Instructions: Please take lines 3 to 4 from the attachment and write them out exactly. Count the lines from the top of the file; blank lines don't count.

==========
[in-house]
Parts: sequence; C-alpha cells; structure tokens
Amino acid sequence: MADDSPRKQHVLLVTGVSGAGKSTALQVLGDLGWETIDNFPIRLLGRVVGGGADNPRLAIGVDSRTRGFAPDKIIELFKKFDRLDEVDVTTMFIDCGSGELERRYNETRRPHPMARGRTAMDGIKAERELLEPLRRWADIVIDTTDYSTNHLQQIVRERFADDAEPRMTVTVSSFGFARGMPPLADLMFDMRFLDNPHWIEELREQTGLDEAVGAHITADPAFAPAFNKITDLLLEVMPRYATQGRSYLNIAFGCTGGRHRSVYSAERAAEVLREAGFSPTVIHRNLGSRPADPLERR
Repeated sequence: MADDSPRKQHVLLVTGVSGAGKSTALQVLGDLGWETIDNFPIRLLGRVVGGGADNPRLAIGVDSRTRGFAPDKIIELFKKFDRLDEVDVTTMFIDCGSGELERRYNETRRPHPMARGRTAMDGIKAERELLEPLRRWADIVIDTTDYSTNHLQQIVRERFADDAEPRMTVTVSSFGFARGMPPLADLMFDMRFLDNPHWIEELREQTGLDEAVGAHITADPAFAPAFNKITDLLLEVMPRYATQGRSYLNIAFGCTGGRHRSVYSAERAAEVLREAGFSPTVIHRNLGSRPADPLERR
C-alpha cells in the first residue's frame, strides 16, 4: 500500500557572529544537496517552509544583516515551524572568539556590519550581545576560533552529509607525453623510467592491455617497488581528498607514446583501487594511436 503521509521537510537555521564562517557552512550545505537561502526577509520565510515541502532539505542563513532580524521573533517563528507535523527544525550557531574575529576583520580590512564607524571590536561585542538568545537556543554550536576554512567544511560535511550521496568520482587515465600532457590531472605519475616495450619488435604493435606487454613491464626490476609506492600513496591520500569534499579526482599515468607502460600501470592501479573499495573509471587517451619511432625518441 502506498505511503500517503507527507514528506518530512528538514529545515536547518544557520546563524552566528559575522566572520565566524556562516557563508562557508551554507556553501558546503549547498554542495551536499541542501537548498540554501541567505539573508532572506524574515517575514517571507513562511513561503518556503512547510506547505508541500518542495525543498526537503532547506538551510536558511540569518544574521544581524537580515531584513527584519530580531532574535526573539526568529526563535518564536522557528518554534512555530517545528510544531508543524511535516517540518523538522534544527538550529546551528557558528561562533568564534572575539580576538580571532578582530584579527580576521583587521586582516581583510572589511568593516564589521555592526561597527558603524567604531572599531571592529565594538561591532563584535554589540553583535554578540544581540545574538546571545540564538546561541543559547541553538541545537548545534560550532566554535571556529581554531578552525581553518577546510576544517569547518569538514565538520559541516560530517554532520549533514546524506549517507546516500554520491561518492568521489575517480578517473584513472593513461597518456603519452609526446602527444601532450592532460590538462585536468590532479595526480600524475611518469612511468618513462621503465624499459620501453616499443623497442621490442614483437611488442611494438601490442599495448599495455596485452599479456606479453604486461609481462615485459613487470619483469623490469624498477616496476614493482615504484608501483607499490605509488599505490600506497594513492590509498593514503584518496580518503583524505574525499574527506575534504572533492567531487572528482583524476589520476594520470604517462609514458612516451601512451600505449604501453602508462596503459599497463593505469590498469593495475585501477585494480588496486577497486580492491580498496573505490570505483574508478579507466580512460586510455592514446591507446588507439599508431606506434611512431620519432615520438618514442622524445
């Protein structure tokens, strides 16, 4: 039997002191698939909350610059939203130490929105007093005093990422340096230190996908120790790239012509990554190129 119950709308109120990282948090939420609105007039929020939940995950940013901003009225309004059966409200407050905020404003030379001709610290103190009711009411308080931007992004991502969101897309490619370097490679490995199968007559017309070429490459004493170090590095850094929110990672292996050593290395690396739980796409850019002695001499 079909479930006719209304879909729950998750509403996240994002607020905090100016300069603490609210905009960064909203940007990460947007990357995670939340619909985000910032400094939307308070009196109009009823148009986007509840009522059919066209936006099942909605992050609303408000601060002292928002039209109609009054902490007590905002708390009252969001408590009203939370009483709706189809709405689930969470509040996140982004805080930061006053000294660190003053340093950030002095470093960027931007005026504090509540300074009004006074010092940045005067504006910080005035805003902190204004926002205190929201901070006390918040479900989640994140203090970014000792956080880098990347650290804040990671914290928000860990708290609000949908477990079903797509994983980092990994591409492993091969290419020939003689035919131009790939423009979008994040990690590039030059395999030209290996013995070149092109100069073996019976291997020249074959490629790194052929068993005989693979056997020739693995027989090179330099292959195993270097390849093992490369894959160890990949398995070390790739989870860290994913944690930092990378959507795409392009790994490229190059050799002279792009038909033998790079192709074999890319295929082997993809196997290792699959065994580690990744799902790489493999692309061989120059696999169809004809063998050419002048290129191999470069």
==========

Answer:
Amino acid sequence: MADDSPRKQHVLLVTGVSGAGKSTALQVLGDLGWETIDNFPIRLLGRVVGGGADNPRLAIGVDSRTRGFAPDKIIELFKKFDRLDEVDVTTMFIDCGSGELERRYNETRRPHPMARGRTAMDGIKAERELLEPLRRWADIVIDTTDYSTNHLQQIVRERFADDAEPRMTVTVSSFGFARGMPPLADLMFDMRFLDNPHWIEELREQTGLDEAVGAHITADPAFAPAFNKITDLLLEVMPRYATQGRSYLNIAFGCTGGRHRSVYSAERAAEVLREAGFSPTVIHRNLGSRPADPLERR
Repeated sequence: MADDSPRKQHVLLVTGVSGAGKSTALQVLGDLGWETIDNFPIRLLGRVVGGGADNPRLAIGVDSRTRGFAPDKIIELFKKFDRLDEVDVTTMFIDCGSGELERRYNETRRPHPMARGRTAMDGIKAERELLEPLRRWADIVIDTTDYSTNHLQQIVRERFADDAEPRMTVTVSSFGFARGMPPLADLMFDMRFLDNPHWIEELREQTGLDEAVGAHITADPAFAPAFNKITDLLLEVMPRYATQGRSYLNIAFGCTGGRHRSVYSAERAAEVLREAGFSPTVIHRNLGSRPADPLERR